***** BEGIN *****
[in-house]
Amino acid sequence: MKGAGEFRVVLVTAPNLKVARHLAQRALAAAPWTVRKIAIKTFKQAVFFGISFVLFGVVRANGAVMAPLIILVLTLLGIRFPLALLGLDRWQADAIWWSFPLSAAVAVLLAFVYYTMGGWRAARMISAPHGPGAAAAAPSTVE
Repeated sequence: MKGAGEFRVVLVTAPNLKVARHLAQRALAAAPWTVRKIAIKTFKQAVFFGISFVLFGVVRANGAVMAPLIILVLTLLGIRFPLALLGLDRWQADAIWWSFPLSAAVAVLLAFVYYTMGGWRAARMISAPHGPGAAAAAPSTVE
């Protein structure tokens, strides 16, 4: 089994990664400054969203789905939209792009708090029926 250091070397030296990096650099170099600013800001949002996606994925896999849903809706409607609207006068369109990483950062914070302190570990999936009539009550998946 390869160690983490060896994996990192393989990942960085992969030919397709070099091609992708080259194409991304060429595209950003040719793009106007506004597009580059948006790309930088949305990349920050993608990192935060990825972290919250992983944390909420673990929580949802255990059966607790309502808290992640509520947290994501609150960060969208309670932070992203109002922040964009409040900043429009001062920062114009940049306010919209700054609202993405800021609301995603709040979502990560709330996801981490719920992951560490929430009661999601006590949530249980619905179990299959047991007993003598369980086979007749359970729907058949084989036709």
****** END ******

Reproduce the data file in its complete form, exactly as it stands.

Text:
[in-house]
Amino acid sequence: MKGAGEFRVVLVTAPNLKVARHLAQRALAAAPWTVRKIAIKTFKQAVFFGISFVLFGVVRANGAVMAPLIILVLTLLGIRFPLALLGLDRWQADAIWWSFPLSAAVAVLLAFVYYTMGGWRAARMISAPHGPGAAAAAPSTVE
Repeated sequence: MKGAGEFRVVLVTAPNLKVARHLAQRALAAAPWTVRKIAIKTFKQAVFFGISFVLFGVVRANGAVMAPLIILVLTLLGIRFPLALLGLDRWQADAIWWSFPLSAAVAVLLAFVYYTMGGWRAARMISAPHGPGAAAAAPSTVE
């Protein structure tokens, strides 16, 4: 089994990664400054969203789905939209792009708090029926 250091070397030296990096650099170099600013800001949002996606994925896999849903809706409607609207006068369109990483950062914070302190570990999936009539009550998946 390869160690983490060896994996990192393989990942960085992969030919397709070099091609992708080259194409991304060429595209950003040719793009106007506004597009580059948006790309930088949305990349920050993608990192935060990825972290919250992983944390909420673990929580949802255990059966607790309502808290992640509520947290994501609150960060969208309670932070992203109002922040964009409040900043429009001062920062114009940049306010919209700054609202993405800021609301995603709040979502990560709330996801981490719920992951560490929430009661999601006590949530249980619905179990299959047991007993003598369980086979007749359970729907058949084989036709």